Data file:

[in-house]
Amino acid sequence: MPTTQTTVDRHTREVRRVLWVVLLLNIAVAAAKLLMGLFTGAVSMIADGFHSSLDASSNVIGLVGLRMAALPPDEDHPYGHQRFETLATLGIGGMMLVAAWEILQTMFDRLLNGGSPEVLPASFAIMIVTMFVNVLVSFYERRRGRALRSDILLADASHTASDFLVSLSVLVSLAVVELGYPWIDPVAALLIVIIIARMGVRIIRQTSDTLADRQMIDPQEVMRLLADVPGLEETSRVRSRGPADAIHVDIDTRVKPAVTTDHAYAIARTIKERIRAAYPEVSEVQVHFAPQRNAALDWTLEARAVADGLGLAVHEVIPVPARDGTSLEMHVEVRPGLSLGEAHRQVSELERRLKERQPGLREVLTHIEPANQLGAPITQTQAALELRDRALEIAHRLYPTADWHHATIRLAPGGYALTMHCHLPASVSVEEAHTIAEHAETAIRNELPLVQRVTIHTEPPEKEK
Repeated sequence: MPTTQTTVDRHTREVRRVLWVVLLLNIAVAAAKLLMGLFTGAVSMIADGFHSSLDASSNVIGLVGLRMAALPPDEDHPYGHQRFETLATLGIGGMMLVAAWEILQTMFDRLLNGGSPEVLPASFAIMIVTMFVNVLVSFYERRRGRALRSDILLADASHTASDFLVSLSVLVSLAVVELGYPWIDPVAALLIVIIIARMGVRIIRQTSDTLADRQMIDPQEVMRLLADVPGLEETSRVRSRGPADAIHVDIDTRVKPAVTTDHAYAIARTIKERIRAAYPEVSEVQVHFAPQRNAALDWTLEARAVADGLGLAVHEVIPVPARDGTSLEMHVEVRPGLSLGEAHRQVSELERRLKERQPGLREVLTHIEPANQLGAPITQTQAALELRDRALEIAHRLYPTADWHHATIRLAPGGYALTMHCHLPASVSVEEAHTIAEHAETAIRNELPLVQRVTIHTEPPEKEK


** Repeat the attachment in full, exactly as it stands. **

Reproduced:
[in-house]
Amino acid sequence: MPTTQTTVDRHTREVRRVLWVVLLLNIAVAAAKLLMGLFTGAVSMIADGFHSSLDASSNVIGLVGLRMAALPPDEDHPYGHQRFETLATLGIGGMMLVAAWEILQTMFDRLLNGGSPEVLPASFAIMIVTMFVNVLVSFYERRRGRALRSDILLADASHTASDFLVSLSVLVSLAVVELGYPWIDPVAALLIVIIIARMGVRIIRQTSDTLADRQMIDPQEVMRLLADVPGLEETSRVRSRGPADAIHVDIDTRVKPAVTTDHAYAIARTIKERIRAAYPEVSEVQVHFAPQRNAALDWTLEARAVADGLGLAVHEVIPVPARDGTSLEMHVEVRPGLSLGEAHRQVSELERRLKERQPGLREVLTHIEPANQLGAPITQTQAALELRDRALEIAHRLYPTADWHHATIRLAPGGYALTMHCHLPASVSVEEAHTIAEHAETAIRNELPLVQRVTIHTEPPEKEK
Repeated sequence: MPTTQTTVDRHTREVRRVLWVVLLLNIAVAAAKLLMGLFTGAVSMIADGFHSSLDASSNVIGLVGLRMAALPPDEDHPYGHQRFETLATLGIGGMMLVAAWEILQTMFDRLLNGGSPEVLPASFAIMIVTMFVNVLVSFYERRRGRALRSDILLADASHTASDFLVSLSVLVSLAVVELGYPWIDPVAALLIVIIIARMGVRIIRQTSDTLADRQMIDPQEVMRLLADVPGLEETSRVRSRGPADAIHVDIDTRVKPAVTTDHAYAIARTIKERIRAAYPEVSEVQVHFAPQRNAALDWTLEARAVADGLGLAVHEVIPVPARDGTSLEMHVEVRPGLSLGEAHRQVSELERRLKERQPGLREVLTHIEPANQLGAPITQTQAALELRDRALEIAHRLYPTADWHHATIRLAPGGYALTMHCHLPASVSVEEAHTIAEHAETAIRNELPLVQRVTIHTEPPEKEK